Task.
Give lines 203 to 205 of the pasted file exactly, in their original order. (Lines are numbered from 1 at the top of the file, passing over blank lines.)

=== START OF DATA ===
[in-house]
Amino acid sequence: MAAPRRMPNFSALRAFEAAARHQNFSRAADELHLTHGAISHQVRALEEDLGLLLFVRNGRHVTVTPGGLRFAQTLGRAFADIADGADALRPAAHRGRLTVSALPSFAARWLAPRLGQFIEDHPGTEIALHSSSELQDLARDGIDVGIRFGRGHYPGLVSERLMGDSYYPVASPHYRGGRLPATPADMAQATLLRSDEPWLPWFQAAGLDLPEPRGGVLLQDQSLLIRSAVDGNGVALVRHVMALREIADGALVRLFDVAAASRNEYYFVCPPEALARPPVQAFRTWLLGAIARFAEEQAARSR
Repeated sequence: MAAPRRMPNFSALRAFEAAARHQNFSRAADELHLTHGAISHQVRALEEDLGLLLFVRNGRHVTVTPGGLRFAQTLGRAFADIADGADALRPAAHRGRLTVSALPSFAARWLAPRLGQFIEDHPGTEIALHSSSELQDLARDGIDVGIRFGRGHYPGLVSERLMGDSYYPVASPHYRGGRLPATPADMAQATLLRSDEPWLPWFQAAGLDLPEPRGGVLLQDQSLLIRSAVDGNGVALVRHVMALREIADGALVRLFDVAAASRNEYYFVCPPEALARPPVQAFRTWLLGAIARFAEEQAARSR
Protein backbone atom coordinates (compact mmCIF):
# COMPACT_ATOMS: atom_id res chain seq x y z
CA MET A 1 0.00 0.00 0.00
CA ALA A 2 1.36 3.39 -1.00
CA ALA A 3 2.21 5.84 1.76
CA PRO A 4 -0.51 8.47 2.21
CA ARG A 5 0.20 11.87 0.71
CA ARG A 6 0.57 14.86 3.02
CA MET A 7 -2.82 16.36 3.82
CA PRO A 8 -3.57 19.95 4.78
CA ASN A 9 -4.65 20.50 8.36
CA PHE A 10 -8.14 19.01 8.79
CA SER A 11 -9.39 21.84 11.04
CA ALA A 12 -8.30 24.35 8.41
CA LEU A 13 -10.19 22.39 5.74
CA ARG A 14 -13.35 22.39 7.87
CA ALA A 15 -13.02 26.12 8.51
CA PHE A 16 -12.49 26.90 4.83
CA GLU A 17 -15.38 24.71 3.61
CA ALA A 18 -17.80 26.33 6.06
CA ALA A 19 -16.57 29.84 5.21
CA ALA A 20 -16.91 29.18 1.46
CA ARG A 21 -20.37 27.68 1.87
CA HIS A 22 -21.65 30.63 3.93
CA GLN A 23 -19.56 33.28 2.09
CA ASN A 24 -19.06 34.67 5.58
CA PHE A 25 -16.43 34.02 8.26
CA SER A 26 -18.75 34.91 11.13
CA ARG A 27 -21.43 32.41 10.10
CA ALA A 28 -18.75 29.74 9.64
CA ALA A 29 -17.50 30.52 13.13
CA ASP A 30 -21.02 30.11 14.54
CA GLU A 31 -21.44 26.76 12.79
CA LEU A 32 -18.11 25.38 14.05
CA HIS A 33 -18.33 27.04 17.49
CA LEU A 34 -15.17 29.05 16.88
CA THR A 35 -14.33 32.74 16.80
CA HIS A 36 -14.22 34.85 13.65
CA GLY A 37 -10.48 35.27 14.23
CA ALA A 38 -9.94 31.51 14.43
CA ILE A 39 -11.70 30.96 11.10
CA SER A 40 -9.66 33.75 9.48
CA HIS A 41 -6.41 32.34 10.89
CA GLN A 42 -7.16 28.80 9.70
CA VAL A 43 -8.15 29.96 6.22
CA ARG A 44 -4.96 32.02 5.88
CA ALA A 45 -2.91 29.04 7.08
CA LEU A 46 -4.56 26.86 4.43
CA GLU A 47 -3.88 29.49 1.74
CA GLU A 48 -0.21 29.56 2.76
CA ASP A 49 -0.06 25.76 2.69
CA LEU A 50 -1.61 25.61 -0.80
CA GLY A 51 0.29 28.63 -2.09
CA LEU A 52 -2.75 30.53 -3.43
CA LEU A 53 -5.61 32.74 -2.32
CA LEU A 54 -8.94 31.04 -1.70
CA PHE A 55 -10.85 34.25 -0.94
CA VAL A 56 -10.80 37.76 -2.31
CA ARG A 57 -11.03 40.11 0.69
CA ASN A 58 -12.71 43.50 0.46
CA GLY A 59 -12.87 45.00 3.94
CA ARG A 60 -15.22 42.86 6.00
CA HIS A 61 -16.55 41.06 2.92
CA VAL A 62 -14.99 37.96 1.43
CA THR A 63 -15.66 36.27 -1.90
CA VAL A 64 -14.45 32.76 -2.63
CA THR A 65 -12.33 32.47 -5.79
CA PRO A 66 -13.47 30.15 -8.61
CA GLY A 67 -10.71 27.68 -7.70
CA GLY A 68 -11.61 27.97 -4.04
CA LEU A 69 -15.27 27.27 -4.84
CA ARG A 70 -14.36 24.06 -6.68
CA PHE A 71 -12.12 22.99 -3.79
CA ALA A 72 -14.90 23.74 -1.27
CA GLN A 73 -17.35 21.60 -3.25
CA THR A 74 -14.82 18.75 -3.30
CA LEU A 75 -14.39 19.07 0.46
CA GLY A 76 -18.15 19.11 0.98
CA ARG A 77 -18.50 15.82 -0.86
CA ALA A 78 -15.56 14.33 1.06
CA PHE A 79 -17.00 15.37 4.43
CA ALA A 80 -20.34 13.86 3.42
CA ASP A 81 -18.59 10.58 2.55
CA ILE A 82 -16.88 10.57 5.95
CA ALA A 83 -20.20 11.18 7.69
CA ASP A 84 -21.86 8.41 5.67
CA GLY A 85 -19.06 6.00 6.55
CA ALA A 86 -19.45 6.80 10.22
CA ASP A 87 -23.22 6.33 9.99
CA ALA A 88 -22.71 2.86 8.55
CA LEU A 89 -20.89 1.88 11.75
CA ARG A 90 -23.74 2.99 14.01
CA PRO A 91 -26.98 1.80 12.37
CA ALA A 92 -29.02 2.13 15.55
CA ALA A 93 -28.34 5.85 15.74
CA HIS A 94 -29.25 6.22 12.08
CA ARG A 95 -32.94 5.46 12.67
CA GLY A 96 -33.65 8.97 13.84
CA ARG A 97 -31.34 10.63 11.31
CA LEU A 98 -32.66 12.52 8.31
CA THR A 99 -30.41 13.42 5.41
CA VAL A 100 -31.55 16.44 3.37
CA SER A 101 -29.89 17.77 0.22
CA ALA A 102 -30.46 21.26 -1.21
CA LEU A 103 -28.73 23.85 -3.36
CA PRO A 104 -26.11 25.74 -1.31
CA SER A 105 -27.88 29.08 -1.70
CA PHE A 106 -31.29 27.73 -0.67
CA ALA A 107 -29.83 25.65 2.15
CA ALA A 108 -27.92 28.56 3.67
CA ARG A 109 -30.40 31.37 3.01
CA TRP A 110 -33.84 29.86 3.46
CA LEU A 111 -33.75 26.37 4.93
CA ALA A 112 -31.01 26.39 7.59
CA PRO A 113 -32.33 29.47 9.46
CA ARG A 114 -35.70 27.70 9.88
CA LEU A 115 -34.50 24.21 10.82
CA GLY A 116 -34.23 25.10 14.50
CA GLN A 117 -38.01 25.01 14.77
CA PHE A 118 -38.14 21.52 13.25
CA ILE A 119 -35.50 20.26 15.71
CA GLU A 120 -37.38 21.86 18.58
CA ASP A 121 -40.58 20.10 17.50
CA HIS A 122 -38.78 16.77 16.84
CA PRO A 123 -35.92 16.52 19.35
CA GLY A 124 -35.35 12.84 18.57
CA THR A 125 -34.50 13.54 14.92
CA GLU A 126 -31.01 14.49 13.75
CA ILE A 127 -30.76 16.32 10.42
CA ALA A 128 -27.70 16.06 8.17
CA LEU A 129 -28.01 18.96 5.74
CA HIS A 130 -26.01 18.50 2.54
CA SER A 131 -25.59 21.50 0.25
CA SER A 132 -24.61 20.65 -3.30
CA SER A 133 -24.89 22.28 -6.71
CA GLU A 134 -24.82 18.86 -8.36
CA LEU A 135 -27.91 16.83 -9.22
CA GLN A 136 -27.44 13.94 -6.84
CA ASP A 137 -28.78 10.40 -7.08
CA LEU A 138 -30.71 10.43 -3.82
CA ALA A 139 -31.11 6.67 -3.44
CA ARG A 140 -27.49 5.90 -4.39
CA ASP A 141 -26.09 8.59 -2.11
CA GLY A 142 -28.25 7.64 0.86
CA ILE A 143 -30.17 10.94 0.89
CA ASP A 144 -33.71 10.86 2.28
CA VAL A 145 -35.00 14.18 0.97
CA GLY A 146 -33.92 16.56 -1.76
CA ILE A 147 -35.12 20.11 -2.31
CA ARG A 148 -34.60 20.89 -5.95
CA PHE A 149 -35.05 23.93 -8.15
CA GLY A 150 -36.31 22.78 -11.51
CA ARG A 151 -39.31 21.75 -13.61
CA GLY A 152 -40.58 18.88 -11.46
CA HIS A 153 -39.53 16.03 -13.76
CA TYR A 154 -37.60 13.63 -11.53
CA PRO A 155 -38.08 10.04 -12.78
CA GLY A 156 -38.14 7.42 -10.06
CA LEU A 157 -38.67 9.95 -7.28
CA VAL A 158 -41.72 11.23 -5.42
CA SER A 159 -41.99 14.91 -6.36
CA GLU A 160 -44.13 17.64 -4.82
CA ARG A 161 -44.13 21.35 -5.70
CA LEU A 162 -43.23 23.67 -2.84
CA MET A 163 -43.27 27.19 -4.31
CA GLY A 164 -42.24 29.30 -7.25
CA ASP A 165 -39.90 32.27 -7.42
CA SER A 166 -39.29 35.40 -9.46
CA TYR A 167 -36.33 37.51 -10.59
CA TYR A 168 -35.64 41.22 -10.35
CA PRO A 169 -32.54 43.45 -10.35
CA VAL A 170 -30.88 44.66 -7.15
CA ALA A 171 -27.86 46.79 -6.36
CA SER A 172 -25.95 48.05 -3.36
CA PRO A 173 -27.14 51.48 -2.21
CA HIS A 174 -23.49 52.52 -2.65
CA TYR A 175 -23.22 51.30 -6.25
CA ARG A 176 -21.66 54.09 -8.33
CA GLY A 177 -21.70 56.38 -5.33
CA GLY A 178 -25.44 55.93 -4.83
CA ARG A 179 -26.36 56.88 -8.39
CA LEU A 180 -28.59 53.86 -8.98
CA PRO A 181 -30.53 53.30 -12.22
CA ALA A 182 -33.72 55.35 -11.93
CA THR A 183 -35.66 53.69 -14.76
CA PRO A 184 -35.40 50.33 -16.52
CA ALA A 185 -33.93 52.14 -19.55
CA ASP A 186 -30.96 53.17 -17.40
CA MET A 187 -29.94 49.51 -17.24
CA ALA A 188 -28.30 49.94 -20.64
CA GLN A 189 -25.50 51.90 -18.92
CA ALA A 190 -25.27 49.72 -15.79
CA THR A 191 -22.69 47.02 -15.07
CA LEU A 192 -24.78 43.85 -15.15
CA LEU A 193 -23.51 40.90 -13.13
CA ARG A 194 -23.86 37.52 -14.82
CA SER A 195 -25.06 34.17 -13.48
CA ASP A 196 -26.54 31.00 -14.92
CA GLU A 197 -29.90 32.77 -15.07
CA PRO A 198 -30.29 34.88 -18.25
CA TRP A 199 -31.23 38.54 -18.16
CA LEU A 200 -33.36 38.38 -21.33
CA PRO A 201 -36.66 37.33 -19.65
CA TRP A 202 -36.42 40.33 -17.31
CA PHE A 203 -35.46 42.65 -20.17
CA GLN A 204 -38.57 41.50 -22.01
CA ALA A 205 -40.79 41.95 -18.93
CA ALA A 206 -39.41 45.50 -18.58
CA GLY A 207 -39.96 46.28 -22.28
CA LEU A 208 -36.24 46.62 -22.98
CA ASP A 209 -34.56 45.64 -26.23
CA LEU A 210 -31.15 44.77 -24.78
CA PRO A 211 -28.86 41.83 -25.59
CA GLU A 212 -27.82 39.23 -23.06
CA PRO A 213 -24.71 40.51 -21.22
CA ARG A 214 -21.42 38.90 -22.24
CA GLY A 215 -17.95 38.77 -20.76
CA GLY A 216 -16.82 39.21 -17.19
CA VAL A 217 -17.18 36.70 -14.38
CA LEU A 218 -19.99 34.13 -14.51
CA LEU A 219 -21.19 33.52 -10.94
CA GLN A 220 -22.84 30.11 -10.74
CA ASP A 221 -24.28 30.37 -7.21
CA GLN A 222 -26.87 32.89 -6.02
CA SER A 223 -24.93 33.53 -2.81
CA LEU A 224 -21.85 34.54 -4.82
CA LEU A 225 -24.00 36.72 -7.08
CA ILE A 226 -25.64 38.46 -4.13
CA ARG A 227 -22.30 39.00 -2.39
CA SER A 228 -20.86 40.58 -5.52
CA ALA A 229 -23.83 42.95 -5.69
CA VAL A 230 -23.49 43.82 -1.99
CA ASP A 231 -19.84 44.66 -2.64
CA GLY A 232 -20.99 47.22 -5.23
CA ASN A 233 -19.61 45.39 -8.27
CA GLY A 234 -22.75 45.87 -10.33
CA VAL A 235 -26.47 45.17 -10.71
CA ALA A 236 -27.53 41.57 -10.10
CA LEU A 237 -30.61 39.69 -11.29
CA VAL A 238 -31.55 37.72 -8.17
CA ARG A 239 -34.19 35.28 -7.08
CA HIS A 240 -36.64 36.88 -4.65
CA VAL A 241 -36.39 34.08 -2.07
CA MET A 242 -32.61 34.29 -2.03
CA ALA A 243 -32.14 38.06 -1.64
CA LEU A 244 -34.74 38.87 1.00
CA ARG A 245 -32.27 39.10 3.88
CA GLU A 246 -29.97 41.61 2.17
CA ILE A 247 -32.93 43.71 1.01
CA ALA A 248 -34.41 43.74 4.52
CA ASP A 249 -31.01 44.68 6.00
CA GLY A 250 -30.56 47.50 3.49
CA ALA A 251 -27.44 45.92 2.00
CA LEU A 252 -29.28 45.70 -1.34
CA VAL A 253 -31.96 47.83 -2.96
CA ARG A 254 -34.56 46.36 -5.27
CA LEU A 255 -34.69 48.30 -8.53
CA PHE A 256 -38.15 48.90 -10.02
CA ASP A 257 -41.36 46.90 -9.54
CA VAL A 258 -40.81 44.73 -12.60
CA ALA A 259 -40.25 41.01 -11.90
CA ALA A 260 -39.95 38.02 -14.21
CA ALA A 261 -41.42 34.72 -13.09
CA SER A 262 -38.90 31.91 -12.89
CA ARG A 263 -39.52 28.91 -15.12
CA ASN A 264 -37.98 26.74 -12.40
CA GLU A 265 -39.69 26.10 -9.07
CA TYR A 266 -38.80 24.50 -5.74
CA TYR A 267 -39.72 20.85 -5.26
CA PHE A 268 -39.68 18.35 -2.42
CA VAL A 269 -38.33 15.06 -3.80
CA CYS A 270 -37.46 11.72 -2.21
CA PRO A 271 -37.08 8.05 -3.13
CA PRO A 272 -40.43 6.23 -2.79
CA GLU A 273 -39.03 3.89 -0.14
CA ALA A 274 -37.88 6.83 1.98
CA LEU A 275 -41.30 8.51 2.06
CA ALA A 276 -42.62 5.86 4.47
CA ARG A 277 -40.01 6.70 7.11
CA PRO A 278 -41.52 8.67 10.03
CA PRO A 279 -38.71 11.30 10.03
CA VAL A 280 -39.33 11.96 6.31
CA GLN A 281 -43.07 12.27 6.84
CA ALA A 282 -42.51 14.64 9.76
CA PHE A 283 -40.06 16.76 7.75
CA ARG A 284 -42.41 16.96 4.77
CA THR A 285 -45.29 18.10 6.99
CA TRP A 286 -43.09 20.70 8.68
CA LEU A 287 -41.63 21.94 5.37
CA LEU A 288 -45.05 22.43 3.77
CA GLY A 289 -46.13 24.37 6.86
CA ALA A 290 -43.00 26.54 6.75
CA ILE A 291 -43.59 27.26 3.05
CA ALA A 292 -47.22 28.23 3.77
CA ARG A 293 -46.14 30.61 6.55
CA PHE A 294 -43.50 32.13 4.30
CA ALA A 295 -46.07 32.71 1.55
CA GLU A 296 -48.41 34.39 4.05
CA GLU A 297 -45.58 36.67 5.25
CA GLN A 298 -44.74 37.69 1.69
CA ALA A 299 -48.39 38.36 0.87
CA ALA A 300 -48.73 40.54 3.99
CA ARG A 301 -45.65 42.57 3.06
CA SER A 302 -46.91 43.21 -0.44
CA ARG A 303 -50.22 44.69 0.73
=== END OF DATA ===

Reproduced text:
CA PRO A 198 -30.29 34.88 -18.25
CA TRP A 199 -31.23 38.54 -18.16
CA LEU A 200 -33.36 38.38 -21.33